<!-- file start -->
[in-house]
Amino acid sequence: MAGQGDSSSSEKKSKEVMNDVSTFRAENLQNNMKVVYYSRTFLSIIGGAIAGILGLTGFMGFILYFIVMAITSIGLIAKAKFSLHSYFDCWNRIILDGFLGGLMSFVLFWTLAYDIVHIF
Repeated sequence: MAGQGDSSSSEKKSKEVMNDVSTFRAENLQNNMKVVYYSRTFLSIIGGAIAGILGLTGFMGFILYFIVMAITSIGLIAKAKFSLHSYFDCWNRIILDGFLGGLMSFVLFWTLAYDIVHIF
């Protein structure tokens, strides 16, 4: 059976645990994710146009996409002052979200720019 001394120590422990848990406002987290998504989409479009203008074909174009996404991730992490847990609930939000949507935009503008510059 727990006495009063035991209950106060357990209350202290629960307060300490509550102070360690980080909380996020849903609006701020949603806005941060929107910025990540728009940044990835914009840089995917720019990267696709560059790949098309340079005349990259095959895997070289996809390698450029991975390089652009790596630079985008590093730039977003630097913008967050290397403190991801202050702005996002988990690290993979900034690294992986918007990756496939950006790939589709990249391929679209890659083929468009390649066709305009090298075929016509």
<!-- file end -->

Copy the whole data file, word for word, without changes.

[in-house]
Amino acid sequence: MAGQGDSSSSEKKSKEVMNDVSTFRAENLQNNMKVVYYSRTFLSIIGGAIAGILGLTGFMGFILYFIVMAITSIGLIAKAKFSLHSYFDCWNRIILDGFLGGLMSFVLFWTLAYDIVHIF
Repeated sequence: MAGQGDSSSSEKKSKEVMNDVSTFRAENLQNNMKVVYYSRTFLSIIGGAIAGILGLTGFMGFILYFIVMAITSIGLIAKAKFSLHSYFDCWNRIILDGFLGGLMSFVLFWTLAYDIVHIF
């Protein structure tokens, strides 16, 4: 059976645990994710146009996409002052979200720019 001394120590422990848990406002987290998504989409479009203008074909174009996404991730992490847990609930939000949507935009503008510059 727990006495009063035991209950106060357990209350202290629960307060300490509550102070360690980080909380996020849903609006701020949603806005941060929107910025990540728009940044990835914009840089995917720019990267696709560059790949098309340079005349990259095959895997070289996809390698450029991975390089652009790596630079985008590093730039977003630097913008967050290397403190991801202050702005996002988990690290993979900034690294992986918007990756496939950006790939589709990249391929679209890659083929468009390649066709305009090298075929016509």